Conservation Evidence strives to be as useful to conservationists as possible. Please take our survey to help the team improve our resource.

Providing evidence to improve practice

Individual study: Release of captive-bred female mallards Anas platyrhynchos leads to very low return rates in wetlands in Canada

Published source details

Yerkes T. & Bluhm C. (1998) Return Rates and Reproductive Output of Captive-Reared Female Mallards. The Journal of Wildlife Management, 62, 192-198

This study is summarised as evidence for the intervention(s) shown on the right. The icon shows which synopsis it is relevant to.

Release captive-bred individuals into the wild to restore or augment wild populations of wildfowl Bird Conservation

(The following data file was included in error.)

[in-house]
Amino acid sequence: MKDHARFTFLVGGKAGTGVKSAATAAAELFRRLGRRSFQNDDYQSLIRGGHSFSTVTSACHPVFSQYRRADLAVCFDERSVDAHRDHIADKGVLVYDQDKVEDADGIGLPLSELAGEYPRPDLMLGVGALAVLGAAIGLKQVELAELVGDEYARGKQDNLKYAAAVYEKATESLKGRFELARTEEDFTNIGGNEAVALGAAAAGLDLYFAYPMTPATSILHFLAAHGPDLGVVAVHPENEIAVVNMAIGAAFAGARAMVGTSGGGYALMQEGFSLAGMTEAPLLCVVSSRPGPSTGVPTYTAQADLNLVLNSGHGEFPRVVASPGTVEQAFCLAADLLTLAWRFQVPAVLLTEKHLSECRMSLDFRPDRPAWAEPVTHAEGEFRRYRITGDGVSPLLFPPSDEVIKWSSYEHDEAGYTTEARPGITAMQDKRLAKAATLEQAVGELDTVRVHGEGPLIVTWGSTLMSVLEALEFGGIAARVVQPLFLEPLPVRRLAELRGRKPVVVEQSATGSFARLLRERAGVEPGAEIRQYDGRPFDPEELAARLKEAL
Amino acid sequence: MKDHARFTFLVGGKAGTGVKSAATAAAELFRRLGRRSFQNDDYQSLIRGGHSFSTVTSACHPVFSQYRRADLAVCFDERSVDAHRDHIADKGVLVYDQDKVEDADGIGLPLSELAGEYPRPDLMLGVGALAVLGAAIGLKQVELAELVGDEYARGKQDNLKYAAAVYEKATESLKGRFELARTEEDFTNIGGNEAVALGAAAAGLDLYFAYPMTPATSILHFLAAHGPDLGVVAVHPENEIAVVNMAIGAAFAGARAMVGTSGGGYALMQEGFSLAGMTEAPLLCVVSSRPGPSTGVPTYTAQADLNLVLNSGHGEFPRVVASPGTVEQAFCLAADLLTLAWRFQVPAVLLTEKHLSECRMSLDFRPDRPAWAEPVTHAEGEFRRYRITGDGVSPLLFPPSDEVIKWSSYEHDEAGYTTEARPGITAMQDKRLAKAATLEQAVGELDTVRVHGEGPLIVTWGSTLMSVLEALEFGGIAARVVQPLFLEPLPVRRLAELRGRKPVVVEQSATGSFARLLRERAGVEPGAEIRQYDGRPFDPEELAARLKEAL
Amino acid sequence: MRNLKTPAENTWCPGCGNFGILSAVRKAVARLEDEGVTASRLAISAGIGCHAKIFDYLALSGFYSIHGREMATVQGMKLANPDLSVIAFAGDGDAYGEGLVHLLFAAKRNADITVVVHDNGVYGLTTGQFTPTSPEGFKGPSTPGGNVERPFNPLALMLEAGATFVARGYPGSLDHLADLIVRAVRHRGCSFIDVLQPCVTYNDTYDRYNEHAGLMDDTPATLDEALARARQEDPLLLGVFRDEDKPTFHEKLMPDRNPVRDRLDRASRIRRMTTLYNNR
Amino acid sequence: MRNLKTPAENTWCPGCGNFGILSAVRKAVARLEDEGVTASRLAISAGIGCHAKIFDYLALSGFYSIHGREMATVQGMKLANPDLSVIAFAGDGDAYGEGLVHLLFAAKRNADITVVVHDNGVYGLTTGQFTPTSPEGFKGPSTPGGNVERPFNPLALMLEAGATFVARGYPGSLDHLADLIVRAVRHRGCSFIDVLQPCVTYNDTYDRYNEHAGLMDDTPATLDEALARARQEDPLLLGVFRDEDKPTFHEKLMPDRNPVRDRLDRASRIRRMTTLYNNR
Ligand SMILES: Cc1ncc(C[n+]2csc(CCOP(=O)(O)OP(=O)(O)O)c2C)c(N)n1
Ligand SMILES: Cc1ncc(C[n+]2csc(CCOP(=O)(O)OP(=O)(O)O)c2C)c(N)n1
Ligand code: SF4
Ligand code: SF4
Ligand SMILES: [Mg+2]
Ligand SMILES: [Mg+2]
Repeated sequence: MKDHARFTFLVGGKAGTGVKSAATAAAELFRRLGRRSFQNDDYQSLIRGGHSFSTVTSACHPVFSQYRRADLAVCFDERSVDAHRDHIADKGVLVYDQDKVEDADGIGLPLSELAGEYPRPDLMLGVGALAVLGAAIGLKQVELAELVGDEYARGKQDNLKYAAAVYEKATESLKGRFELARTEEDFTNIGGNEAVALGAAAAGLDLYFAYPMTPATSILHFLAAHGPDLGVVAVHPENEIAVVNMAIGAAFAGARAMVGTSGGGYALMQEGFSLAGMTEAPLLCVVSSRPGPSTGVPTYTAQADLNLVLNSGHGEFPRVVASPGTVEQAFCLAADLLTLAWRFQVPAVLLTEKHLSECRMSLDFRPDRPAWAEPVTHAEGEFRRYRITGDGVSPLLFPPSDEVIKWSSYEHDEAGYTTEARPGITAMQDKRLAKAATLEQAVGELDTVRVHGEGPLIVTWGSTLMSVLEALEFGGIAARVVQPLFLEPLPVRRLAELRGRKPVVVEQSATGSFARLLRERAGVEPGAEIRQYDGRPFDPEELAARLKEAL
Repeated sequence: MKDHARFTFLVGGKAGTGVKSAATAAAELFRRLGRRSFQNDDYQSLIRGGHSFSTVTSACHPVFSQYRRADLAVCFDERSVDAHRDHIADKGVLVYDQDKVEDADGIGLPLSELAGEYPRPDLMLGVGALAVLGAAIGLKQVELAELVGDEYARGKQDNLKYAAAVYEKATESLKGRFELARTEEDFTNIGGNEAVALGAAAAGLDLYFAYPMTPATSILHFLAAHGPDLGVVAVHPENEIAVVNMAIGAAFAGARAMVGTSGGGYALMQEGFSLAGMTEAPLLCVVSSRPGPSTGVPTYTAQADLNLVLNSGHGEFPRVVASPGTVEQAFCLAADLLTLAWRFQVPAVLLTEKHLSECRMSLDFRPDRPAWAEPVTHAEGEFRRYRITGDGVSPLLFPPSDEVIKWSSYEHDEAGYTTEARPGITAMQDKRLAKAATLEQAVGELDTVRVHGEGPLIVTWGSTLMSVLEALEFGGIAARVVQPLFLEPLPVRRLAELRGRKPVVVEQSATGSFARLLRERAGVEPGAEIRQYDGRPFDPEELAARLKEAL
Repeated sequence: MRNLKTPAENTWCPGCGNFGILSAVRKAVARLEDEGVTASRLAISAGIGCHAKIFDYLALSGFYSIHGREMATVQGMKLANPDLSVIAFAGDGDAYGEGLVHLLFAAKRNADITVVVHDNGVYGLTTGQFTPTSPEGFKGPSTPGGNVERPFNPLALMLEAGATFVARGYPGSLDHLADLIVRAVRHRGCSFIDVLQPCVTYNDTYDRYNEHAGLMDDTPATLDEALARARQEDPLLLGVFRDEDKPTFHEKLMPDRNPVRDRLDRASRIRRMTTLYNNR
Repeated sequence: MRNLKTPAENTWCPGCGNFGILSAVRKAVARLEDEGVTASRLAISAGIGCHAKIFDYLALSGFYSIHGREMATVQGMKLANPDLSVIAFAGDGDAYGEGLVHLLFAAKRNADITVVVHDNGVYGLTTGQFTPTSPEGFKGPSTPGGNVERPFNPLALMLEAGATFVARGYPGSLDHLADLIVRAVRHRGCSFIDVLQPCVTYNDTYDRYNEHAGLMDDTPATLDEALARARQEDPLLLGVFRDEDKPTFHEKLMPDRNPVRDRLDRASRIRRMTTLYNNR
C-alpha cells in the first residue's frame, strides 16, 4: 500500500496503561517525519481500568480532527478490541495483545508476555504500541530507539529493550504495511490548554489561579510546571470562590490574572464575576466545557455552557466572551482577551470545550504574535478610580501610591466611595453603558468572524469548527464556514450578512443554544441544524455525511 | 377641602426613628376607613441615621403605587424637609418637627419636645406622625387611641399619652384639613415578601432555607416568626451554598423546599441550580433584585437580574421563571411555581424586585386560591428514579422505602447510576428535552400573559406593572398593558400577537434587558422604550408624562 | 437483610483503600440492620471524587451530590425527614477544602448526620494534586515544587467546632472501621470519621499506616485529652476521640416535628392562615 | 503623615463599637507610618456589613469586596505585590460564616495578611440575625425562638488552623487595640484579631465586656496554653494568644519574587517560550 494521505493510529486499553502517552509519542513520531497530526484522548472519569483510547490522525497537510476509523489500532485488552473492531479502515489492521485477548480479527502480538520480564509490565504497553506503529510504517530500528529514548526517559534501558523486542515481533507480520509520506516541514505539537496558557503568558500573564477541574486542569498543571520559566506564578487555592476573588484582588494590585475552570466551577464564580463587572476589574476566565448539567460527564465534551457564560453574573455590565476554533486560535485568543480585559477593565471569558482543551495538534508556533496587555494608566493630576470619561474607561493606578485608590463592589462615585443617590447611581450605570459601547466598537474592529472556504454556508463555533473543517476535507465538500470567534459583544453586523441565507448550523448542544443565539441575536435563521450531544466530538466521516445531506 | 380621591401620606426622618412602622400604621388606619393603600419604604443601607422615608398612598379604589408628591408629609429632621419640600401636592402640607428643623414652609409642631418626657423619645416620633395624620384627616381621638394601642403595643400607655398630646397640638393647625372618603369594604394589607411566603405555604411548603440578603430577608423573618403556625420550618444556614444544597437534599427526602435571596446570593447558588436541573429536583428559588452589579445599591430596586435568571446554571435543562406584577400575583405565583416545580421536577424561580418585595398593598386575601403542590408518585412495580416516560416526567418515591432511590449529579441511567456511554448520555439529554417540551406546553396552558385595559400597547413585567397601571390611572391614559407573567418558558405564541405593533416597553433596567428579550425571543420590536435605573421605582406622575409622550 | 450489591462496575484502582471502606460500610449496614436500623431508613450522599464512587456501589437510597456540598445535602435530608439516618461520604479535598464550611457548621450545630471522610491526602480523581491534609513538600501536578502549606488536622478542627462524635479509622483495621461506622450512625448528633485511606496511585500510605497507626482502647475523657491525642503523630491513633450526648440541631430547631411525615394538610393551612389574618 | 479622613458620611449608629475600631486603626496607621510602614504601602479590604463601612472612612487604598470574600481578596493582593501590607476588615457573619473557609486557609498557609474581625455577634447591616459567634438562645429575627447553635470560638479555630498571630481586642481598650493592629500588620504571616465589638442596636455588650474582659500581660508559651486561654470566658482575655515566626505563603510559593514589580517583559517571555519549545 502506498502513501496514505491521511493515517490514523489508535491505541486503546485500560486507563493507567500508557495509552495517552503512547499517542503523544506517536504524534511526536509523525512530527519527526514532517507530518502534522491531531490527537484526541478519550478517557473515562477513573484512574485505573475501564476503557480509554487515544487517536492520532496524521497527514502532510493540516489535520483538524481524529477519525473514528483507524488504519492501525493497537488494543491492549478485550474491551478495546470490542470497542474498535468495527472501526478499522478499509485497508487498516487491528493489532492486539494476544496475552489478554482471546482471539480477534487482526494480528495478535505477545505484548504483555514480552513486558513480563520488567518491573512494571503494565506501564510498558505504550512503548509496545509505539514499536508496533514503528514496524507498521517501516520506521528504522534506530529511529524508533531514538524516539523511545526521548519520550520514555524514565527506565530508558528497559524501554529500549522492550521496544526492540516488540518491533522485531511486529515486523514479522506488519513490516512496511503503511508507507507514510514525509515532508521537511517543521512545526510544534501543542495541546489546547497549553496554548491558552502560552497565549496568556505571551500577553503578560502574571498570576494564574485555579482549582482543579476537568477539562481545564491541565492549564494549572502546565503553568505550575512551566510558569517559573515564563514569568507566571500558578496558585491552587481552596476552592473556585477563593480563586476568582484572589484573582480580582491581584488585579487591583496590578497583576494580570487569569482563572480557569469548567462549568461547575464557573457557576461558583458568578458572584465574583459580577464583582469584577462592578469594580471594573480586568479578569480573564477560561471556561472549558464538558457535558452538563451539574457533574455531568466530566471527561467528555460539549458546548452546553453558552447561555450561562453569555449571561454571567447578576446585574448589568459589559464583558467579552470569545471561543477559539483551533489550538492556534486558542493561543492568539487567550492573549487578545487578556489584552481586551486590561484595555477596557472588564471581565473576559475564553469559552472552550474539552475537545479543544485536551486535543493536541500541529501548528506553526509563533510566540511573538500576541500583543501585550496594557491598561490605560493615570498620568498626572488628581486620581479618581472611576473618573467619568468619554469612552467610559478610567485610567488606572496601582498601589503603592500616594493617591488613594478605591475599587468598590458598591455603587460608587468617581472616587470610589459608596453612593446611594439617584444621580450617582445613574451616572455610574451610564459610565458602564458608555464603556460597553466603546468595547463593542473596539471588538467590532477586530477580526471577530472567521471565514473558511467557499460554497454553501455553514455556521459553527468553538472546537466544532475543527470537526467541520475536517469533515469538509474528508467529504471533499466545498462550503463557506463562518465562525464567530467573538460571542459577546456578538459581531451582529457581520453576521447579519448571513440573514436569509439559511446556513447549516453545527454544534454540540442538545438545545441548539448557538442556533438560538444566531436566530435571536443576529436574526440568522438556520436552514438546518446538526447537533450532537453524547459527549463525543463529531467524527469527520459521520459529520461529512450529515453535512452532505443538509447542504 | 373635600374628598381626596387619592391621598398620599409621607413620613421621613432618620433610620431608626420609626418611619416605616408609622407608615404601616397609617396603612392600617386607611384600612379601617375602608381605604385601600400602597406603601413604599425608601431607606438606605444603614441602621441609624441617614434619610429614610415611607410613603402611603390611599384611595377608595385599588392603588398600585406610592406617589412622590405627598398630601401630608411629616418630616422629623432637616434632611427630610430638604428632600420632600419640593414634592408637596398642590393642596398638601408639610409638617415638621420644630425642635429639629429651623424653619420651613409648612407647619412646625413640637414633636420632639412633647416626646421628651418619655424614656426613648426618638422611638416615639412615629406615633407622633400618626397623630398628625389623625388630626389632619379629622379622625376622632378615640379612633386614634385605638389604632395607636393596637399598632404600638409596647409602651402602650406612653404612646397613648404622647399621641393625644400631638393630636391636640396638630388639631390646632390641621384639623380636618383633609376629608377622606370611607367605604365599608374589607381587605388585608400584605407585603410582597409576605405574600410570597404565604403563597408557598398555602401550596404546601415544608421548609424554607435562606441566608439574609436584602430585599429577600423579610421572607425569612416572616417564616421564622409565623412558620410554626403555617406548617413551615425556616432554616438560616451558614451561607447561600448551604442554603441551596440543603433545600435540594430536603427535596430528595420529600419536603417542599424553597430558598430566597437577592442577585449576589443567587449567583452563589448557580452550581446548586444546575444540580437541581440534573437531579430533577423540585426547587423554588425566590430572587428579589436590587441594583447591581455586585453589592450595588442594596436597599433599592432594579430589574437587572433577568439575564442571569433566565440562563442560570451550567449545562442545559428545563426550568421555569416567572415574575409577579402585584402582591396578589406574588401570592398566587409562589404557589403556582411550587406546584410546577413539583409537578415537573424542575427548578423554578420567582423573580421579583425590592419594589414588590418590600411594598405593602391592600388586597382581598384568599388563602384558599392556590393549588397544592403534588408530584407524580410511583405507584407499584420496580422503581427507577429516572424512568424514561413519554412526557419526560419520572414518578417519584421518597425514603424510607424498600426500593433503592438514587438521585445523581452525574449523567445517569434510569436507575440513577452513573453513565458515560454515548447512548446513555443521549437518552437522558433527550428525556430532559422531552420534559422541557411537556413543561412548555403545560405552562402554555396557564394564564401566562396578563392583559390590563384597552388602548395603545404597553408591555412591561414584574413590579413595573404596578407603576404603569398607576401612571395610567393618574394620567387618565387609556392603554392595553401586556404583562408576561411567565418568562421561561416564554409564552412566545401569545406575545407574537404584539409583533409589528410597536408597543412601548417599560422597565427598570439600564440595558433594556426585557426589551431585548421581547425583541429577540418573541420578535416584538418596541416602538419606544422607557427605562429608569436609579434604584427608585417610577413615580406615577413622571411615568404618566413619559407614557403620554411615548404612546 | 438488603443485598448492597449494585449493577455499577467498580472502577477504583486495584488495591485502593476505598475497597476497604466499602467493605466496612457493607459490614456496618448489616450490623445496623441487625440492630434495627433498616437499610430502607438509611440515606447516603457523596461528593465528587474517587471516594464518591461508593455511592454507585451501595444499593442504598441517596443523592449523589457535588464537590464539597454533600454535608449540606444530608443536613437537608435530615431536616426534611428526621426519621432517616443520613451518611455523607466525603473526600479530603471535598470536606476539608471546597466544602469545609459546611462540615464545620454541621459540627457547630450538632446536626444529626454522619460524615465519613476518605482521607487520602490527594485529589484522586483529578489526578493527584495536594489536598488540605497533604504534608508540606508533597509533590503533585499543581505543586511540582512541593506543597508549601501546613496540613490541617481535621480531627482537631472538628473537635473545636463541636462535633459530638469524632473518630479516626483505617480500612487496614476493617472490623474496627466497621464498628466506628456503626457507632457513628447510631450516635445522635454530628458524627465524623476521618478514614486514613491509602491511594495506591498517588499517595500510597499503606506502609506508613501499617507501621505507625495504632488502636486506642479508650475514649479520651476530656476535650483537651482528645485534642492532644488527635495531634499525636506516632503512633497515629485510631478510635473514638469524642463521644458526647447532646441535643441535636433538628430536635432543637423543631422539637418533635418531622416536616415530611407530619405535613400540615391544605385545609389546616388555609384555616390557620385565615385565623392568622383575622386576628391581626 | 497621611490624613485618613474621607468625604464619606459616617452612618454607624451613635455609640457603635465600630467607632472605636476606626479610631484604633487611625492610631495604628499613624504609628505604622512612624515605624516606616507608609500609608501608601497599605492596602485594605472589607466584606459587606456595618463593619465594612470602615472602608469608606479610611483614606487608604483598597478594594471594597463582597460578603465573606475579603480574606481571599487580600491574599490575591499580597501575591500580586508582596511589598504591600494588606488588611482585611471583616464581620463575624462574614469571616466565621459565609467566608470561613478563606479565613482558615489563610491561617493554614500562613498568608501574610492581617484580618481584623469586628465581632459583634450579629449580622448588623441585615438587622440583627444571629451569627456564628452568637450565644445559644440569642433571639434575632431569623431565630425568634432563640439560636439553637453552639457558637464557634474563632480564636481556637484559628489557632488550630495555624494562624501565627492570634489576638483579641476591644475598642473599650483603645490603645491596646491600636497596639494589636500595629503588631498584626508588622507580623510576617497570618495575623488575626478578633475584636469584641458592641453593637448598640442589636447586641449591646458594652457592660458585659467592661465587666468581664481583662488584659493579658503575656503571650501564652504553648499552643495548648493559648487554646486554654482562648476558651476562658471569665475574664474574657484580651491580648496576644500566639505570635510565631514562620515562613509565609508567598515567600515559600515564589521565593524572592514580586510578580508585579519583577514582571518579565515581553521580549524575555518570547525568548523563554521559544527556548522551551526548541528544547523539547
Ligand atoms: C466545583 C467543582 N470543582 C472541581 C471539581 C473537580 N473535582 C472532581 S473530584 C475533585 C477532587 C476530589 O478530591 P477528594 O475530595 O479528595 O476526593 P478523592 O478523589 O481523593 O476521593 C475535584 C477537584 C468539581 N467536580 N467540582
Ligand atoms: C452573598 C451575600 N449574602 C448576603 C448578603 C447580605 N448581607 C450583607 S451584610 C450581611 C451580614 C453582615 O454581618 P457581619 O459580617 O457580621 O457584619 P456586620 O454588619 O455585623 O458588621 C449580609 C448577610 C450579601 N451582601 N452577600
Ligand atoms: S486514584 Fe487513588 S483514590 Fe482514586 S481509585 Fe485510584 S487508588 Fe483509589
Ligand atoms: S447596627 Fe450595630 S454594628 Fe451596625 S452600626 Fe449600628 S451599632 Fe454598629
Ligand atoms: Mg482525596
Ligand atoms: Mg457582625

A replicated, controlled study in wetlands in southwest Manitoba, Canada, between 1992 and 1995 (Yerkes & Bluhm 1998) found that only 2-3% of 1,766 released captive-bred female mallards Anas platyrhynchos were re-sited close to the release site (36 females positively identified and 19 more possibly identified). Annual rates ranged from nearly 10% of 1992 releases to only 1% of 1994 releases being seen again. If these numbers are adjusted for an average mortality of 60% for juvenile females, return rates were still only 6-9%. Comparisons of reproductive success were difficult due to small sample sizes (12 captive-reared females and 30 wild females were monitored): with 60% of wild females and either 71% (1993) or 0% (1994) of captive-reared females nesting. Nest success was 80% for five captive-reared females; it ranged from 11% (1993) to 67% (1994) for wild females, dependent on whether the majority nested on the ground or on artificial structures. Releases involved acclimatising groups of ducklings for 6-10 hours in open-topped cages before allowing them out. Supplementary food was also provided for three weeks after release (see ‘Provide supplementary after release’ for more information on this release technique).